The notion that cultured fishes develop a morphology that differs from their wild conspecifics has become nearly axiomatic. A commonly supervened corollary is that exposure to culture causes predictable and consistent morphological changes that together form a common “cultured phenotype”. While this is often asserted, it has not been formally tested. We conducted a systematic review of the literature based on PRISMA best practice protocols and identified 65 papers, composed of 106 studies that compared the morphology of 39 species of cultured fish to their wild conspecifics. From this we conducted a meta-analysis of quantitative, and vote-counting analysis of qualitative differences in 16 external morphological features and condition factor. Our results confirm that aspects of a general “cultured phenotype” exist. The meta-analysis analysis revealed that cultured fish had shorter heads, upper jaws and fins, and the vote-counting analysis was suggestive of this as well. The vote-counting analysis showed that across all studies cultured fish had greater body depth and condition factor than wild fish, but this was not supported by the meta-analysis. In addition to matching those required to develop the “cultured phenotype”, the detected morphological changes are consistent with experimentally observed plastic responses to conditions typical of the cultured environment. This is discussed, as is how the observed changes may be influenced or reinforced by intentional and unintentional selection.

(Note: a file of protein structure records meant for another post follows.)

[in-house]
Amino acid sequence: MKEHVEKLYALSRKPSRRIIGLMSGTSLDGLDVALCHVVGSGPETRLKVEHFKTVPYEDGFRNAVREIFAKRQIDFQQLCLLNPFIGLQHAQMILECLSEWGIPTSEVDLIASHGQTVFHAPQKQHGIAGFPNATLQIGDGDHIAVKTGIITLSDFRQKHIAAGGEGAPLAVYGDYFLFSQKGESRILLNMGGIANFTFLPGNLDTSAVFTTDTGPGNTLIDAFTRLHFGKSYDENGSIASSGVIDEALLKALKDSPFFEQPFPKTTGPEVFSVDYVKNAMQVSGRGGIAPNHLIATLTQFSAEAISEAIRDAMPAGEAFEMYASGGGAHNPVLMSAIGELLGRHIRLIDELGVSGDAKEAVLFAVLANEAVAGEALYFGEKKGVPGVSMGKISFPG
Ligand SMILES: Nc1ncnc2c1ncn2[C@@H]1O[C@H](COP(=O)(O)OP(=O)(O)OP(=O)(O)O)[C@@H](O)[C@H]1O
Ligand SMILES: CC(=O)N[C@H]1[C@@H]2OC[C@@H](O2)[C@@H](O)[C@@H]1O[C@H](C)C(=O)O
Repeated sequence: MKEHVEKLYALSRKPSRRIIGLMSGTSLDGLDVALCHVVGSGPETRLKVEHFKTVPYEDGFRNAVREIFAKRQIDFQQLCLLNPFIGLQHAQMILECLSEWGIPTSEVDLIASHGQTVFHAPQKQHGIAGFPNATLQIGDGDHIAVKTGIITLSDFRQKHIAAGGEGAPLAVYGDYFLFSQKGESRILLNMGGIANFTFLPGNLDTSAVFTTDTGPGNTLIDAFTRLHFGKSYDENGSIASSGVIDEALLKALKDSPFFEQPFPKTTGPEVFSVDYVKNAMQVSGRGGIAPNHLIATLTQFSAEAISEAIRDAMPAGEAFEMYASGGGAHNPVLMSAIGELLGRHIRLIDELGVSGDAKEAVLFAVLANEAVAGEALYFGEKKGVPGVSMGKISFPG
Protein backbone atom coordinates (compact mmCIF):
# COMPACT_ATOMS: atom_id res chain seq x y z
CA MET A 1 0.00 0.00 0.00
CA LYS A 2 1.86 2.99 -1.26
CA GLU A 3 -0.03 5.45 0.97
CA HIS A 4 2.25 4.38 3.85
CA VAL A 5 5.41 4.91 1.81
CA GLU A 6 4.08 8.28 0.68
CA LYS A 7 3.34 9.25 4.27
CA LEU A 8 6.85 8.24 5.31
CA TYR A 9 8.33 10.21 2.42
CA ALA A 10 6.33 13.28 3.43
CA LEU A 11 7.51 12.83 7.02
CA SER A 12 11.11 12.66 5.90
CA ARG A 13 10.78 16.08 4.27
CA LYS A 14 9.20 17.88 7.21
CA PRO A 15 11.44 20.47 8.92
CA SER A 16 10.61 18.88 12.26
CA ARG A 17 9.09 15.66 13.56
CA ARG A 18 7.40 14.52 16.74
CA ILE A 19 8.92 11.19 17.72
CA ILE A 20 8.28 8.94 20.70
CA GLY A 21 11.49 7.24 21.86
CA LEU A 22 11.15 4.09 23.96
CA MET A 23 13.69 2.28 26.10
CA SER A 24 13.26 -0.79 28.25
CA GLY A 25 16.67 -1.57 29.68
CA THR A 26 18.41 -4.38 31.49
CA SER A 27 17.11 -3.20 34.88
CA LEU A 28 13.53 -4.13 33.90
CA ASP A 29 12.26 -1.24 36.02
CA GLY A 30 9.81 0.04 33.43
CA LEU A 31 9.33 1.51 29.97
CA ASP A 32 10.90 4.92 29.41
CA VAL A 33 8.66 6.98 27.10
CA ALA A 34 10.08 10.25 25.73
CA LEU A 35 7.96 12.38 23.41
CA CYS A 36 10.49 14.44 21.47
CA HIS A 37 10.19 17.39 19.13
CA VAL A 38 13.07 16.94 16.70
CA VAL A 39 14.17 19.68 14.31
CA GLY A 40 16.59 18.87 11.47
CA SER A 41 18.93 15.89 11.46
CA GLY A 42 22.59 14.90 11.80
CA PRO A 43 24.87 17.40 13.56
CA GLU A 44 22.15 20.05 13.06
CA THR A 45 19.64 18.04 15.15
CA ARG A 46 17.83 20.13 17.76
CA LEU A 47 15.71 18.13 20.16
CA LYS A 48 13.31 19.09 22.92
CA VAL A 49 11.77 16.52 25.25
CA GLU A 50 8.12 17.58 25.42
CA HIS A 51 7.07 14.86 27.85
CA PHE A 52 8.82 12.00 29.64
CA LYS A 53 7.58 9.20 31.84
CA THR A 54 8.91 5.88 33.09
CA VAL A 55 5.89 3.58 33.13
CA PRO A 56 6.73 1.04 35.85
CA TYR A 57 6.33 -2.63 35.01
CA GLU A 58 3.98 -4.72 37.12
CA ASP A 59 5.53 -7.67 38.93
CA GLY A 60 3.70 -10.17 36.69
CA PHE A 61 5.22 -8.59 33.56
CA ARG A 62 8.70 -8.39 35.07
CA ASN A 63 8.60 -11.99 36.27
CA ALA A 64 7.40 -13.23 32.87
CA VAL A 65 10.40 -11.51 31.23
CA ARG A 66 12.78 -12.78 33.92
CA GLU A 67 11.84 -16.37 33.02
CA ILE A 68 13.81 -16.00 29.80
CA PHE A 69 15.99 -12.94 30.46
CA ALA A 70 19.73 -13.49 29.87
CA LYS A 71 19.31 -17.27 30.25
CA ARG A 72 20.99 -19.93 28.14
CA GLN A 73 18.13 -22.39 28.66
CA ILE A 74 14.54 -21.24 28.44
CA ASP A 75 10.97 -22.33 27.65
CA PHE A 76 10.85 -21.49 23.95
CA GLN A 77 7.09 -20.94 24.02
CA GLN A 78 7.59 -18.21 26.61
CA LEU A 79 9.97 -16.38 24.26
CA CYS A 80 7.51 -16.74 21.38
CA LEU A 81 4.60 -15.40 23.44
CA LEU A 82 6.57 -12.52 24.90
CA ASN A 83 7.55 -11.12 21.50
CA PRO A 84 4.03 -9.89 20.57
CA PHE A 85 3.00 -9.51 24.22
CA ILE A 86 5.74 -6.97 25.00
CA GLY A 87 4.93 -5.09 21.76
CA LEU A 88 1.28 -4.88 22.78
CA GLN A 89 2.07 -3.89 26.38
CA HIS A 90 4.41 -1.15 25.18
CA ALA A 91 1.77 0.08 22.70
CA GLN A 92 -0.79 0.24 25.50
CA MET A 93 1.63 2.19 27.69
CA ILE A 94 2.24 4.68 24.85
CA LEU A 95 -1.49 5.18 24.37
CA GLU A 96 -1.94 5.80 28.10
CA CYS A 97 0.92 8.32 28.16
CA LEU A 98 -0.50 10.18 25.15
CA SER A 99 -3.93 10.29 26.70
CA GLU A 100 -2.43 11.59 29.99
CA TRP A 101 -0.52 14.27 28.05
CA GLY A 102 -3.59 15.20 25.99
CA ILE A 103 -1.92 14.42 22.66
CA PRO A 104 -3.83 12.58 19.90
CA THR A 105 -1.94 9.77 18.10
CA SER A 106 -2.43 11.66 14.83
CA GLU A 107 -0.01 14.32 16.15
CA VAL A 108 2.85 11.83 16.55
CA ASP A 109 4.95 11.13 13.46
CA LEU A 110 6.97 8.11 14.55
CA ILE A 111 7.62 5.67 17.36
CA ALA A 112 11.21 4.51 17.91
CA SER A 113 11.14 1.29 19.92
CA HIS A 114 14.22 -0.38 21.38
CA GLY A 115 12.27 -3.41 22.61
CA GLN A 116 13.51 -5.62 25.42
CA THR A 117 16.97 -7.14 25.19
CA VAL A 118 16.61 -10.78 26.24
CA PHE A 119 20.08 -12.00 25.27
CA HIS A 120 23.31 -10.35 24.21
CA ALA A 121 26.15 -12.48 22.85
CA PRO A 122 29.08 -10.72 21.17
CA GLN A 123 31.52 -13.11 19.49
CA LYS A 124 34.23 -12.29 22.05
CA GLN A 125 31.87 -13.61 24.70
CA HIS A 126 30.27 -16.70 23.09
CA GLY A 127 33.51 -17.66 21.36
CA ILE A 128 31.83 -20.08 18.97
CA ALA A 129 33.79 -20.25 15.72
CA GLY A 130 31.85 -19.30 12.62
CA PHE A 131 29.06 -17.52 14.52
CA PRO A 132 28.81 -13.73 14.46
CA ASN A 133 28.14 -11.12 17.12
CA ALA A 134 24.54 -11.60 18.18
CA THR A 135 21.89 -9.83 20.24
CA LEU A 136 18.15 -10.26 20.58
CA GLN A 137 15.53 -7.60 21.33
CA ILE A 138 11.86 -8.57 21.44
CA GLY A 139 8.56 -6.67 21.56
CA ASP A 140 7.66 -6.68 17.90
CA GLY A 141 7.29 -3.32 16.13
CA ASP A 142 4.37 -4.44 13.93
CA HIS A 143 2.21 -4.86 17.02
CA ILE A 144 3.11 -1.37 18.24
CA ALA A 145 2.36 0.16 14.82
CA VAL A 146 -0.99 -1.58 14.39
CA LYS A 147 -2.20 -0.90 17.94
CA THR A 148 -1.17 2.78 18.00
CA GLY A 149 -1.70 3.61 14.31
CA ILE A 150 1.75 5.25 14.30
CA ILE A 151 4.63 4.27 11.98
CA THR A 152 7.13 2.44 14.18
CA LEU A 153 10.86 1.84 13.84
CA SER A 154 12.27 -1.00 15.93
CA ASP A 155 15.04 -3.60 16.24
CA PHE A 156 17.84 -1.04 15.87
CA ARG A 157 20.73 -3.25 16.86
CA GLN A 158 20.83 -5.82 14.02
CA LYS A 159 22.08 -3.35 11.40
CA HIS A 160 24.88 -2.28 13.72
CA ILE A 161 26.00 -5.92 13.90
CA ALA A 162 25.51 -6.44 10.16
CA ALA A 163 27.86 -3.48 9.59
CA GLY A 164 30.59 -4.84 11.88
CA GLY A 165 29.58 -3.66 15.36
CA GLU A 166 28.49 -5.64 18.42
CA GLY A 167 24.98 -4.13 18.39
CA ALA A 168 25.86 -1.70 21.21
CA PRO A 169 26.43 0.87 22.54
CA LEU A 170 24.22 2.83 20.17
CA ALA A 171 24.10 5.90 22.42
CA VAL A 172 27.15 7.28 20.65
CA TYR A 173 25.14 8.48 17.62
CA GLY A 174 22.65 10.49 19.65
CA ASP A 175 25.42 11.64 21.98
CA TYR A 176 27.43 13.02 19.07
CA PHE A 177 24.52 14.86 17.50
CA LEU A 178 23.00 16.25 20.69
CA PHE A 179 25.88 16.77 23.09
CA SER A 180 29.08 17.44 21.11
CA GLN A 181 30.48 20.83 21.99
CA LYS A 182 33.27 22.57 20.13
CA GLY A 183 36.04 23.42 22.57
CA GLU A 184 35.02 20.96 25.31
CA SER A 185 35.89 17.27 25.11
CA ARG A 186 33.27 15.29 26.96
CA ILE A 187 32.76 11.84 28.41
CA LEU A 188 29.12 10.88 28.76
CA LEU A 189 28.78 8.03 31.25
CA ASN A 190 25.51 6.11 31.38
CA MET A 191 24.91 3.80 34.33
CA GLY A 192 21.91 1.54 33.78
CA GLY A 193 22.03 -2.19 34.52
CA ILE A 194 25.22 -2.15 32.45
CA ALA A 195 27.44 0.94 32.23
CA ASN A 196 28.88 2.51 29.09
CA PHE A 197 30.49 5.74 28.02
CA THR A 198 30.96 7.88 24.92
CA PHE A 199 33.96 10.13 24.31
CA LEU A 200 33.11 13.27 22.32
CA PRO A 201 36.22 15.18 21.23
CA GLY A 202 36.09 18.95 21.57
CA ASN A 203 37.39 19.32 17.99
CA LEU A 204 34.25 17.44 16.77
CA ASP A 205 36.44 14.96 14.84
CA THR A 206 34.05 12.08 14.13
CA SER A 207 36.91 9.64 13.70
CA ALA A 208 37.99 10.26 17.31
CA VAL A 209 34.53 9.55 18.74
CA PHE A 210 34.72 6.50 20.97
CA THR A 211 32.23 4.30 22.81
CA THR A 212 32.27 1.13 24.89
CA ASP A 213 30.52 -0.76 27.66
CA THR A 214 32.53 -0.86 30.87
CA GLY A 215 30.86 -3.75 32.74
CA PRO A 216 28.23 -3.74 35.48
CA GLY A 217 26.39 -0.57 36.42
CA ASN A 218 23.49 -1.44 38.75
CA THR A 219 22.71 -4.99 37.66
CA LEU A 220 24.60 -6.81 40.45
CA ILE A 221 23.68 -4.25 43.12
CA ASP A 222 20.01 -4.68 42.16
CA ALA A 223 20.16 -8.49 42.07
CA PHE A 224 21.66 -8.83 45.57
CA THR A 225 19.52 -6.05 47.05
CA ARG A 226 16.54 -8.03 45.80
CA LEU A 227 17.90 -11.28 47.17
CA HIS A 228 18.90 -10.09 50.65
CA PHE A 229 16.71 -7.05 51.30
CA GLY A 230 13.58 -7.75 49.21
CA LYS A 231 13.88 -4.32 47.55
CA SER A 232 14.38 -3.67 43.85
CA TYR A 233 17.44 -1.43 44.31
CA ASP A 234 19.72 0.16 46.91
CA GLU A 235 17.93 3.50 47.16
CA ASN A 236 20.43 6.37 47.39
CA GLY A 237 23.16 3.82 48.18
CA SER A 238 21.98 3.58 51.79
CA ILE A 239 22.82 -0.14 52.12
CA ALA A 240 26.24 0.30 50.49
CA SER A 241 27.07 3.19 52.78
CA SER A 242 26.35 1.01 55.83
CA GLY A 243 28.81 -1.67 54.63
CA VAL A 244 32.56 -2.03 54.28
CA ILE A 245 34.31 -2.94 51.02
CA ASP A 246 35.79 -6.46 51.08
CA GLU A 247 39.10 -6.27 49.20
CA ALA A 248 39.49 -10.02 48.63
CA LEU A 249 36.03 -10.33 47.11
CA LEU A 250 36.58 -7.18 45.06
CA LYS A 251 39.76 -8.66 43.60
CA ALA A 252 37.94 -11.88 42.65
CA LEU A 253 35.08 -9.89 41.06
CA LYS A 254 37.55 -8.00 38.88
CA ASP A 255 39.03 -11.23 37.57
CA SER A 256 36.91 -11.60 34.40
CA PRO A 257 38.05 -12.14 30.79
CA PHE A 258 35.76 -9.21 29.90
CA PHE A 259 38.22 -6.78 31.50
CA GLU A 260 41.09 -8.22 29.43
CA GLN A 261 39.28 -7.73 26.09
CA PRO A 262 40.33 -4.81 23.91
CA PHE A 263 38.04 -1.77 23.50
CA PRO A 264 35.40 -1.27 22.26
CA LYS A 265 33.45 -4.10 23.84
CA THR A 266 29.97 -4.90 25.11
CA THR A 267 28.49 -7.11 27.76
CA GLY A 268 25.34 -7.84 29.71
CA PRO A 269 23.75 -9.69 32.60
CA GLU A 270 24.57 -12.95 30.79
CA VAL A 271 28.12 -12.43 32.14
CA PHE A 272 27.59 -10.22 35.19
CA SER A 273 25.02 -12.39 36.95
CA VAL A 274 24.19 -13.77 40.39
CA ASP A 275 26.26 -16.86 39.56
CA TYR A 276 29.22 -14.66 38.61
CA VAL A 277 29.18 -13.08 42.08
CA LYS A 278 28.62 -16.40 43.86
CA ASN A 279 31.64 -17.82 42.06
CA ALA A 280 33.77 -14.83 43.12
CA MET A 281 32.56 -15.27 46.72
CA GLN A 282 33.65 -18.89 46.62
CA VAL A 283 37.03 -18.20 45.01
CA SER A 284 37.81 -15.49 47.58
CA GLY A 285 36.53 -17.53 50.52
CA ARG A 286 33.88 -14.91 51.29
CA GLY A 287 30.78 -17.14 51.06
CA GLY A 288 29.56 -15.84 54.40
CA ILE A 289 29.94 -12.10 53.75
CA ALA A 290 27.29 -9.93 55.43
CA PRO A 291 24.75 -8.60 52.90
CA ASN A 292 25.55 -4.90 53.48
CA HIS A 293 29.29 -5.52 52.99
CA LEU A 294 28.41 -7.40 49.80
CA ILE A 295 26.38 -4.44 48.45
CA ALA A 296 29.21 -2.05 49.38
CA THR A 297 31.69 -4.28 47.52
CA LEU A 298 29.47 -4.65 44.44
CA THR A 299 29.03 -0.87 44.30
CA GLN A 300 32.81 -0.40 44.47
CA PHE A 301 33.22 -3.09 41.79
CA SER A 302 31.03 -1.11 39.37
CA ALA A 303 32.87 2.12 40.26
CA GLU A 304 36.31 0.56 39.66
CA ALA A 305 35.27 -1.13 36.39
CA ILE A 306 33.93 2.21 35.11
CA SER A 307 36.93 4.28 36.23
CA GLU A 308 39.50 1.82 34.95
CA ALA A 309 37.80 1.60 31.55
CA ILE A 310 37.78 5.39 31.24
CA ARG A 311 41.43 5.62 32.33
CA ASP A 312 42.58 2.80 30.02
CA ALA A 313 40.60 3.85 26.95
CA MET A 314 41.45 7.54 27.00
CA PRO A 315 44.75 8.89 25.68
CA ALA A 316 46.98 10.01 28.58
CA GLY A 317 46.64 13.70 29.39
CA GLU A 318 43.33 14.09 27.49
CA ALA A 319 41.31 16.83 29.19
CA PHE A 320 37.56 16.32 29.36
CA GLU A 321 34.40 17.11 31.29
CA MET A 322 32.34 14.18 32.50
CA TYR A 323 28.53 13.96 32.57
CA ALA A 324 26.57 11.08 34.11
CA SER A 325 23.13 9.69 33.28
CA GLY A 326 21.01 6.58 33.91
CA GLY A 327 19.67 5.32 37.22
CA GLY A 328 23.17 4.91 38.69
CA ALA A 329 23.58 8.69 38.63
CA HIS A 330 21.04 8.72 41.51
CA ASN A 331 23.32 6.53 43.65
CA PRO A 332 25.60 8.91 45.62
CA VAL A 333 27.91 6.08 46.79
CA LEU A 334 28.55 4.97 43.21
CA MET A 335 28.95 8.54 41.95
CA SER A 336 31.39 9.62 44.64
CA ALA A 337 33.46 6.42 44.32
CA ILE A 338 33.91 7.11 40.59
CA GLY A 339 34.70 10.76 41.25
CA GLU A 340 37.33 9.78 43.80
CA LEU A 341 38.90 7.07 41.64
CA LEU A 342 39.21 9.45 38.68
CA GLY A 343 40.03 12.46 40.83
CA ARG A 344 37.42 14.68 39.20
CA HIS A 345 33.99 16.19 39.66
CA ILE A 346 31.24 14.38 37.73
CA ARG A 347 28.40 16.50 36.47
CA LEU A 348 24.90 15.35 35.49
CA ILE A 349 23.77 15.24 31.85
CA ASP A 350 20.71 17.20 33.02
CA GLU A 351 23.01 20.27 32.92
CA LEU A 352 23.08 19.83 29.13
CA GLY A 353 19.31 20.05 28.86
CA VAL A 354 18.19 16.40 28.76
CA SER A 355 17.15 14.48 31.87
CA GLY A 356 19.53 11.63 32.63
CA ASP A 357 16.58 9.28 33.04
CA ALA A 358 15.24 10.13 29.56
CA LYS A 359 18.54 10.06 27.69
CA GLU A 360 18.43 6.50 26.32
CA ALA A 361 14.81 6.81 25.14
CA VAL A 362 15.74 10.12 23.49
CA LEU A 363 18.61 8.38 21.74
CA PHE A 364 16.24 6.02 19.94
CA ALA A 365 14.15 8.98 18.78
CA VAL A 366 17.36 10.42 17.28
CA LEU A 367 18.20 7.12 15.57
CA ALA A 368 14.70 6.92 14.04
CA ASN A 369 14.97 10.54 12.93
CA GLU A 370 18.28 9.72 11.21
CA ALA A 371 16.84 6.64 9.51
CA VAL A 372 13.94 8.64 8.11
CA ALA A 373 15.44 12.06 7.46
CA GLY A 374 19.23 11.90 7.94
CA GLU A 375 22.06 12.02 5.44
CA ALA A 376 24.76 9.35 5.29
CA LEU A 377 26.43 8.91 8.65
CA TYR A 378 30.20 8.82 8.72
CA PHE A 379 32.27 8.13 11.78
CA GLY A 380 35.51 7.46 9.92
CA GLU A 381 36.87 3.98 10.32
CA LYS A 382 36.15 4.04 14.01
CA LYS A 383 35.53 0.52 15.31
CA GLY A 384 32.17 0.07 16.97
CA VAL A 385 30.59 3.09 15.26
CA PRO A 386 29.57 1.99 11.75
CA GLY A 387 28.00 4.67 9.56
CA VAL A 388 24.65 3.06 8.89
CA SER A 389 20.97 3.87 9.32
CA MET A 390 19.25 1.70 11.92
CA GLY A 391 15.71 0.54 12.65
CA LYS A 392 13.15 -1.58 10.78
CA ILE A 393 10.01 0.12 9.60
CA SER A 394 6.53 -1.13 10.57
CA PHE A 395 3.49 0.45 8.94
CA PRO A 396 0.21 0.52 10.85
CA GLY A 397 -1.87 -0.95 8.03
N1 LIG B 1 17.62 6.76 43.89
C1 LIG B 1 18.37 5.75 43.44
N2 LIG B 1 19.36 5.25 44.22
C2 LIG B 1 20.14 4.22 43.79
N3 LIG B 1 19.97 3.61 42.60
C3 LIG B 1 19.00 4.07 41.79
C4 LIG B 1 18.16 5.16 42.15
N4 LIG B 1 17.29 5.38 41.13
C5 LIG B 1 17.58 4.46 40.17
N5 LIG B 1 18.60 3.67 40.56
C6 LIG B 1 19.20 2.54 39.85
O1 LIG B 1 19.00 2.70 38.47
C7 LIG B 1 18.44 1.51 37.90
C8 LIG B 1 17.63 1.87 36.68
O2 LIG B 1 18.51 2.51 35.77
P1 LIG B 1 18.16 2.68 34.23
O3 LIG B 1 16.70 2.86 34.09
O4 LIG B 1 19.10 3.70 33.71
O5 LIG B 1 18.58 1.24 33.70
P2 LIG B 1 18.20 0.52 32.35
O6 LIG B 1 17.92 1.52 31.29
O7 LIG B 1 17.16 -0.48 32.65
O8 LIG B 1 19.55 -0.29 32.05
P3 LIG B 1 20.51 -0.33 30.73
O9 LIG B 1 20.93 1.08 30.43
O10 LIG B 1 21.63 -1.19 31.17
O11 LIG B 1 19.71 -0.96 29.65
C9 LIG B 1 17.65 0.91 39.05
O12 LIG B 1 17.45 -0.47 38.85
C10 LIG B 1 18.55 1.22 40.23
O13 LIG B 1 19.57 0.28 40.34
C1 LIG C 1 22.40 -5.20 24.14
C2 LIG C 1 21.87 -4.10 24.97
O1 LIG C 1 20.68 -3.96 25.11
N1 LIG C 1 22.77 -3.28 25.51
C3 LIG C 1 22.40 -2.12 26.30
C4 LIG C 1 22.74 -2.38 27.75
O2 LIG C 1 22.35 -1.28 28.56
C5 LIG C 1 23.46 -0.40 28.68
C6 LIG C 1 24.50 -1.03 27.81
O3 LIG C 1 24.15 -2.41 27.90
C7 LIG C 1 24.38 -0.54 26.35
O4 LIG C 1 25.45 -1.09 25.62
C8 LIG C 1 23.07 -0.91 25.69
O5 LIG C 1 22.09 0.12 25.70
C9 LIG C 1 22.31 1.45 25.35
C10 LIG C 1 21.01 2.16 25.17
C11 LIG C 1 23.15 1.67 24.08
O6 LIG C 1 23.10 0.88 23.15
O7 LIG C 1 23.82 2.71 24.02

Reviews in Fish Biology and Fisheries – Springer Journals
Published: May 19, 2016
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